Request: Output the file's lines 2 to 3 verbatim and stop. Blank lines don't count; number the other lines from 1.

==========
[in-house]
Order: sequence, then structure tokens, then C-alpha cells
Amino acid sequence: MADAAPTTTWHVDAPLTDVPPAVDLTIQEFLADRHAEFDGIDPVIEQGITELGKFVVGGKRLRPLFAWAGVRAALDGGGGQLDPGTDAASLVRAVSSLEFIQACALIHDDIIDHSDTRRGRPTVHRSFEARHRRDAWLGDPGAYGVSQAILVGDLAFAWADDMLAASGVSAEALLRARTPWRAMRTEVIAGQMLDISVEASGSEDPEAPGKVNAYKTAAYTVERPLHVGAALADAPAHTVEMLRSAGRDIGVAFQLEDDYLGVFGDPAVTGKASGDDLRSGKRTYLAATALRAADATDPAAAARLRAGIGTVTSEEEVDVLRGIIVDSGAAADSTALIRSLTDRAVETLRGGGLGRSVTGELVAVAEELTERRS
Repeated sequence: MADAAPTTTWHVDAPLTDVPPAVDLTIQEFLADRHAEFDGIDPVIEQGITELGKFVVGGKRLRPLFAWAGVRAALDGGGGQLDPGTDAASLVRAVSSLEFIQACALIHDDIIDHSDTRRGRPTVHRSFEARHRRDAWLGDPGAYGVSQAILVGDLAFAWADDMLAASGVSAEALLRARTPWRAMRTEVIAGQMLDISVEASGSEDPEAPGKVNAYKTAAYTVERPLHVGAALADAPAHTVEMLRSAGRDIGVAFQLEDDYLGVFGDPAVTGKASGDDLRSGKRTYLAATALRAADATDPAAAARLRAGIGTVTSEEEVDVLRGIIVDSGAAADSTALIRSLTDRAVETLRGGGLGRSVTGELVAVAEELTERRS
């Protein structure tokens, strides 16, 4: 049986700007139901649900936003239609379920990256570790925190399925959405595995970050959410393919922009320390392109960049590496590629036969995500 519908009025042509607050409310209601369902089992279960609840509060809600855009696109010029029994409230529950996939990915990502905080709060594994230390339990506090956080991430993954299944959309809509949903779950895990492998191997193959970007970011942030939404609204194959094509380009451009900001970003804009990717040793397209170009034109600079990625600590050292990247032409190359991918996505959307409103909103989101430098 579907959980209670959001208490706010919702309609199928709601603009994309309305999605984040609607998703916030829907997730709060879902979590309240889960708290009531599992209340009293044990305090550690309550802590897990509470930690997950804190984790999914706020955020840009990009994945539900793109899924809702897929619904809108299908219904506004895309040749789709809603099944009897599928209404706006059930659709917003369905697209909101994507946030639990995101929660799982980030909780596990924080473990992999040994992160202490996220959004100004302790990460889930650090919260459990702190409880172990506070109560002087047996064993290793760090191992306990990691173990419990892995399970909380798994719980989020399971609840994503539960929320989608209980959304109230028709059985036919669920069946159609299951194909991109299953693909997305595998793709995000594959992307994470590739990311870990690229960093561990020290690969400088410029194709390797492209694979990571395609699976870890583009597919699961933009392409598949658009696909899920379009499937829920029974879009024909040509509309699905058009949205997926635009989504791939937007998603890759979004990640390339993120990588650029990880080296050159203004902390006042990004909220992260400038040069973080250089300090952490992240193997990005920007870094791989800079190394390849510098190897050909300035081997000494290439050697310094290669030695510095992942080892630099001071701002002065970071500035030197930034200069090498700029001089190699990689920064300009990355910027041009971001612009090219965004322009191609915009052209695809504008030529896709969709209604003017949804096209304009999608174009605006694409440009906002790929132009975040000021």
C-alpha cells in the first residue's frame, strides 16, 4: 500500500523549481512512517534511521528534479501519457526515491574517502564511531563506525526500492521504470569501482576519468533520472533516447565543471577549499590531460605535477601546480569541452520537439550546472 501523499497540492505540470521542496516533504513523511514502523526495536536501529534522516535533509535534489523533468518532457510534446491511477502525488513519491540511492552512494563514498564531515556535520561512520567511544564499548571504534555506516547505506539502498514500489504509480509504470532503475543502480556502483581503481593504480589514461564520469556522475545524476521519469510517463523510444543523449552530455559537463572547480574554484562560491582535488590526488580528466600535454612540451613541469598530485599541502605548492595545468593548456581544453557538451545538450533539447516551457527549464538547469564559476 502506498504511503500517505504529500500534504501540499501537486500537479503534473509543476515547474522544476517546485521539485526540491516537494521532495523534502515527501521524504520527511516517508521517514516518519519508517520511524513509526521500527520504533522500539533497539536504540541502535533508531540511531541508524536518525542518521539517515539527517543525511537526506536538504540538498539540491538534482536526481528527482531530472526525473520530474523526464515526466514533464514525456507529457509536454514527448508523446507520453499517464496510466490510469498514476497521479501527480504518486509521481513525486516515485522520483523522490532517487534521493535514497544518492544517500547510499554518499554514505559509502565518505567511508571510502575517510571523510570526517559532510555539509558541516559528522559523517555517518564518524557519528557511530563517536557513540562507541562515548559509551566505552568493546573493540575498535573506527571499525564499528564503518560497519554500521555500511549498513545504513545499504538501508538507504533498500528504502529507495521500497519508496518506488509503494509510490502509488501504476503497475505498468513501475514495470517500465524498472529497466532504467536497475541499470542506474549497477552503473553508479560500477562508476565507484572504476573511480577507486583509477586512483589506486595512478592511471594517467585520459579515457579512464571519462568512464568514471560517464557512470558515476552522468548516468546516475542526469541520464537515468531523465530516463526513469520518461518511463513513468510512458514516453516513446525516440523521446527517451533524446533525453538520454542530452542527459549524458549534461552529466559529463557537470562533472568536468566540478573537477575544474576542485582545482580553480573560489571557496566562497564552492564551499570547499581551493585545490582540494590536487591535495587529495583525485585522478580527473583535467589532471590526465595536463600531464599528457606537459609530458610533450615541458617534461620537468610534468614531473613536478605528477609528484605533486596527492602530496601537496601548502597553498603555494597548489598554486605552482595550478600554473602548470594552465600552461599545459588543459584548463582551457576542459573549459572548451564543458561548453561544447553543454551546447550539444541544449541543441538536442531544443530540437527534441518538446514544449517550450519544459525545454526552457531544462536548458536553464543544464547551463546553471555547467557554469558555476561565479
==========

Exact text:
Order: sequence, then structure tokens, then C-alpha cells
Amino acid sequence: MADAAPTTTWHVDAPLTDVPPAVDLTIQEFLADRHAEFDGIDPVIEQGITELGKFVVGGKRLRPLFAWAGVRAALDGGGGQLDPGTDAASLVRAVSSLEFIQACALIHDDIIDHSDTRRGRPTVHRSFEARHRRDAWLGDPGAYGVSQAILVGDLAFAWADDMLAASGVSAEALLRARTPWRAMRTEVIAGQMLDISVEASGSEDPEAPGKVNAYKTAAYTVERPLHVGAALADAPAHTVEMLRSAGRDIGVAFQLEDDYLGVFGDPAVTGKASGDDLRSGKRTYLAATALRAADATDPAAAARLRAGIGTVTSEEEVDVLRGIIVDSGAAADSTALIRSLTDRAVETLRGGGLGRSVTGELVAVAEELTERRS